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bad code, but no warning

prop_design
New Contributor I
528 Views

hi,

 

i ran into something today that surprised me. i left off the array designation on three variables. the compiler didn't notify me of the error. when i run the code those variables have numbers associated with them. however, they are wrong. once i found the error, myself, i added the array designation and the numbers are now correct. i'm wondering why the compiler didn't notify me of this. here is a simple example:

 

correct:

  variable(j) = 1.0d0

 

incorrect:

  variable = 1.0d0

 

the variable was defined as an array, using REAL*8

 

the only thing i can think is maybe there is a flag you have to set for the compiler to notify you of such things.

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1 Solution
mecej4
Honored Contributor III
525 Views

Array assignments, array expressions, etc., are an integral part of Fortran since Fortran 90. The statement that you showed causes all the elements of array VARIABLE to be set equal to 1.

You should not expect any compiler to give you warnings with regard to code that is perfectly normal modern Fortran. If you can find a Fortran 77 compiler, you can run that on your code and it will give error messages for array assignments.

Running the f2c translator on the following file

      subroutine process(V,n)
      integer n, i
      real V(n)
      V = 1.5
      return
      end

  gives

S:\LANG>c:\LANG\F2C\f2c.exe array.f
array.f:
   process:
Error on line 5 of array.f: wrong number of subscripts on v

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5 Replies
mecej4
Honored Contributor III
526 Views

Array assignments, array expressions, etc., are an integral part of Fortran since Fortran 90. The statement that you showed causes all the elements of array VARIABLE to be set equal to 1.

You should not expect any compiler to give you warnings with regard to code that is perfectly normal modern Fortran. If you can find a Fortran 77 compiler, you can run that on your code and it will give error messages for array assignments.

Running the f2c translator on the following file

      subroutine process(V,n)
      integer n, i
      real V(n)
      V = 1.5
      return
      end

  gives

S:\LANG>c:\LANG\F2C\f2c.exe array.f
array.f:
   process:
Error on line 5 of array.f: wrong number of subscripts on v
prop_design
New Contributor I
512 Views

hi @mecej4 

 

oh. i forgot to say, yes i'm using fortran 77. i don't know anything about modern fortran. my example was too simple for what i actually coded. let me try again:

 

real*8 variable1(10), variable2(10)

 

what i wrote:

       do 10 j = 1, 10

       variable1 = variable2(j)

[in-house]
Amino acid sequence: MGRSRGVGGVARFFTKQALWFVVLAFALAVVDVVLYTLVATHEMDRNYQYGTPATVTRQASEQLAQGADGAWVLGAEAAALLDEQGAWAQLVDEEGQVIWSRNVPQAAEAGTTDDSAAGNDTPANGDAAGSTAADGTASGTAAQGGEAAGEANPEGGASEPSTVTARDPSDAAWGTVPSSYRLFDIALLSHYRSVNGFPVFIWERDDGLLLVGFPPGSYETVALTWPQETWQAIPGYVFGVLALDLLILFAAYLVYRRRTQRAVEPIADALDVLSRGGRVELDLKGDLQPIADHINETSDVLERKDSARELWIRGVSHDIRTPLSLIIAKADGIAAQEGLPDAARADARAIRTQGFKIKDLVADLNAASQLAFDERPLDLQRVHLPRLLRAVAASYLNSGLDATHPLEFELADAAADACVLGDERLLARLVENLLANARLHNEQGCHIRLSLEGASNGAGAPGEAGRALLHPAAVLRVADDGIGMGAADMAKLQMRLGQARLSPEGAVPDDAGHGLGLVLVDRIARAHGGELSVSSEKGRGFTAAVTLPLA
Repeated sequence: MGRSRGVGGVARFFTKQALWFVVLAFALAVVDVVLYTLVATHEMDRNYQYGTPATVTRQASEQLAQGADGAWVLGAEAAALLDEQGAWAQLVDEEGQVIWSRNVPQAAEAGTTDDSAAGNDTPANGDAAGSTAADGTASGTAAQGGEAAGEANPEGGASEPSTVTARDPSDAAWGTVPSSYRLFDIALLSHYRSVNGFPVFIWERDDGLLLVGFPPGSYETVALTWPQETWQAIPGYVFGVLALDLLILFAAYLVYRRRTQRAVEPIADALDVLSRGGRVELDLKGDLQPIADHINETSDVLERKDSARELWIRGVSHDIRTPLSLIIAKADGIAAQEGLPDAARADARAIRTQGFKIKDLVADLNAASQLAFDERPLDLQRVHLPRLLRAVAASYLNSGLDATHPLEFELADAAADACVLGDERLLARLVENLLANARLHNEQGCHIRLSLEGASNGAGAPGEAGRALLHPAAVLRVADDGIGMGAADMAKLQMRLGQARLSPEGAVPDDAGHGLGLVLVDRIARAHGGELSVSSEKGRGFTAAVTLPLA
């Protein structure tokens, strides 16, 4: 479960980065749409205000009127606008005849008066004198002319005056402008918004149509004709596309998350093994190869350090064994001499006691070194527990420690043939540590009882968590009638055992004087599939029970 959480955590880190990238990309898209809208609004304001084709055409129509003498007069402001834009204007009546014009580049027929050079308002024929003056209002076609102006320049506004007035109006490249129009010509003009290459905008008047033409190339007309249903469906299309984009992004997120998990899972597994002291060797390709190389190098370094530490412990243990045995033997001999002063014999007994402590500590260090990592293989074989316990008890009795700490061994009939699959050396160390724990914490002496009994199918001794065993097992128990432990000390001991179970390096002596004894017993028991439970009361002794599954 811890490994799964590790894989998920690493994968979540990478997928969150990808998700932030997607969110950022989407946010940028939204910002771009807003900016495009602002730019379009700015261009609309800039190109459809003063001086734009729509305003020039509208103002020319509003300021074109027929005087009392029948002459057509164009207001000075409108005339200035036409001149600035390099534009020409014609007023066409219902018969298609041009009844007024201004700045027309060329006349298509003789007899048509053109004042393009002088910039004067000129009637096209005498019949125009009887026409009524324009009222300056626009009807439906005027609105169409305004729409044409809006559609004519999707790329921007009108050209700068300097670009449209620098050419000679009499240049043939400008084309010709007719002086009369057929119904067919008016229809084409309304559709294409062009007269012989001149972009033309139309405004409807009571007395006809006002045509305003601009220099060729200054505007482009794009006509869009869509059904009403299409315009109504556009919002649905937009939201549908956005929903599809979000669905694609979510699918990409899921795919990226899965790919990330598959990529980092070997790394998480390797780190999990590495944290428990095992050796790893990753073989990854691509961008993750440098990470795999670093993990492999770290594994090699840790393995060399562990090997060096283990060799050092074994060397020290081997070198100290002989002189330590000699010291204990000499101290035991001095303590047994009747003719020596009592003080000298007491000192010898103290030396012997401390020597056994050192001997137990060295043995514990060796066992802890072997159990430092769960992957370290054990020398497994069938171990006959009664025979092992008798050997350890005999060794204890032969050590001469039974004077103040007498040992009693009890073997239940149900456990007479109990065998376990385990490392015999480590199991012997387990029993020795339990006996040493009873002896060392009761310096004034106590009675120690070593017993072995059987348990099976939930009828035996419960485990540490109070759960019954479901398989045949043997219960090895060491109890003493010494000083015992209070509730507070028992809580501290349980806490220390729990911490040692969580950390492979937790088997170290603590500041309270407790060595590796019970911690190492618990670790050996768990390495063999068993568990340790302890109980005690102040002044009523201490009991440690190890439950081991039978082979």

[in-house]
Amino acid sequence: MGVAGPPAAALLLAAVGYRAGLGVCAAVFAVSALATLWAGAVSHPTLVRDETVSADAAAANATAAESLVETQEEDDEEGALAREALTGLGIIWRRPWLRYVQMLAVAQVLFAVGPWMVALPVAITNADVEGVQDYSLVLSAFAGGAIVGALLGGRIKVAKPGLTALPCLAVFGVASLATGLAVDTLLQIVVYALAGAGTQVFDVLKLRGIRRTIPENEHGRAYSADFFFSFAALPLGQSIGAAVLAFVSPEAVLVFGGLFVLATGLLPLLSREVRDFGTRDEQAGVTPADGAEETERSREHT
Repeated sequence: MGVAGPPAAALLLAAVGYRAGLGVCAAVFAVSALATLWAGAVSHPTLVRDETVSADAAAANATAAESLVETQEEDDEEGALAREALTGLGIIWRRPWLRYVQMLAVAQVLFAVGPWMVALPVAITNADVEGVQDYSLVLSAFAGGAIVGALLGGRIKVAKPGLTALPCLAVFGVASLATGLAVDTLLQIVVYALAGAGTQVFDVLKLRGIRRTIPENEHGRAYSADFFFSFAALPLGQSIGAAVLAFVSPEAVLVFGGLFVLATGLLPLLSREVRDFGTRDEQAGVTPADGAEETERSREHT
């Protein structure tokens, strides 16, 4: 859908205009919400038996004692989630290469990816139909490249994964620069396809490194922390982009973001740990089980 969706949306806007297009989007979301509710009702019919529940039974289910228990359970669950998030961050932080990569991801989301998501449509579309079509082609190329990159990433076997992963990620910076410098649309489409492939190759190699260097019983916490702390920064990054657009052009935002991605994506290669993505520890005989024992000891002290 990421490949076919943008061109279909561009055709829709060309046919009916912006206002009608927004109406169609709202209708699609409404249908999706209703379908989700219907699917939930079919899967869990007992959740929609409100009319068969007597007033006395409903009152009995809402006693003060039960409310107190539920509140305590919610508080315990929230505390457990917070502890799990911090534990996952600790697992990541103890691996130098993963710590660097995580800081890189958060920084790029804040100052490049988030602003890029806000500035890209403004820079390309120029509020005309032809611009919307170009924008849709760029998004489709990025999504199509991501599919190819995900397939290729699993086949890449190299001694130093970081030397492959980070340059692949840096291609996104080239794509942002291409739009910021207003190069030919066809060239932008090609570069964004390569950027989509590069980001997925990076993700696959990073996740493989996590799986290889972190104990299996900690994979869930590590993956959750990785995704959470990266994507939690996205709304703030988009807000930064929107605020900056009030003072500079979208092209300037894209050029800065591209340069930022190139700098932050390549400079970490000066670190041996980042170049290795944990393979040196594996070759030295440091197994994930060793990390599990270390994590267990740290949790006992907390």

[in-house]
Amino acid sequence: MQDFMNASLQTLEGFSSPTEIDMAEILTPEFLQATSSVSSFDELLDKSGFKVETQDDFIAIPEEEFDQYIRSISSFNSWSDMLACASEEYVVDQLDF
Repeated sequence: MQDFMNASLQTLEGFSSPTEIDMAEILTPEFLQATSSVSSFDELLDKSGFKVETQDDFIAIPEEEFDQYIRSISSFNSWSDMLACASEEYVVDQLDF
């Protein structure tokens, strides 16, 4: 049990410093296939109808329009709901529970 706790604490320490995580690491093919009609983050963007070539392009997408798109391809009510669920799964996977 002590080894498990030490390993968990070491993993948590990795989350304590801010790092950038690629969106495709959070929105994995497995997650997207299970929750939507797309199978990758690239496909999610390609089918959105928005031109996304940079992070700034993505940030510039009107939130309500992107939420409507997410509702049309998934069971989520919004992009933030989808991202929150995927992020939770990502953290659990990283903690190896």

10 continue

 

what i should have wrote:

       do 10 j = 1, 10

       variable1(j) = variable2(j)

 10 continue

 

      do 20 j = 1, 10

      write(*,*) variable1(j), variable2(j)

 20 continue

 

so both variables were defined as arrays, using real*8. i accidentally left off the (j) in the source code and didn't notice for a few weeks. the code compiled with no warning but variable1 was filled with random numbers (i think). not really sure what or how it had anything at all. given i screwed the code up. it would have been really helpful it it didn't compile and warned me.

 

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andrew_4619
Honored Contributor II
480 Views

That may be stupid code but it is still valid Fortran. IFORT standards check options are Fortran 90 onwards there isn't a 77 option.

 

prop_design
New Contributor I
476 Views

thanks @andrew_4619 

 

i guess me not knowing new fortran is a big disadvantage here. how can something like var be considered the same as var(j)? in fortran 77 if you want something to be an array you have to specify it. i did that. if you want it to be a constant then you specify that. is new fortran something completely different?

 

in any event, i guess that's just the way the compiler is.

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andrew_4619
Honored Contributor II
474 Views

If you declare 2 arrays A and B the same size then A=B is valid and copys B into A

The other case is C real scaler  then A=C is valid C is assigned to all elements of A. Saves a lot of boring loops being both typed and executed.

 

integer :: I, J, K
Real :: A(10,100,5)
do K = 1 , 5
   do J = 1 , 100
      do I = 1 , 10
         A(I,J,K) = 0.0
      enddo
    enddo
enddo

!Or
Real :: A(10,100,5)
A = 0.0


 

 

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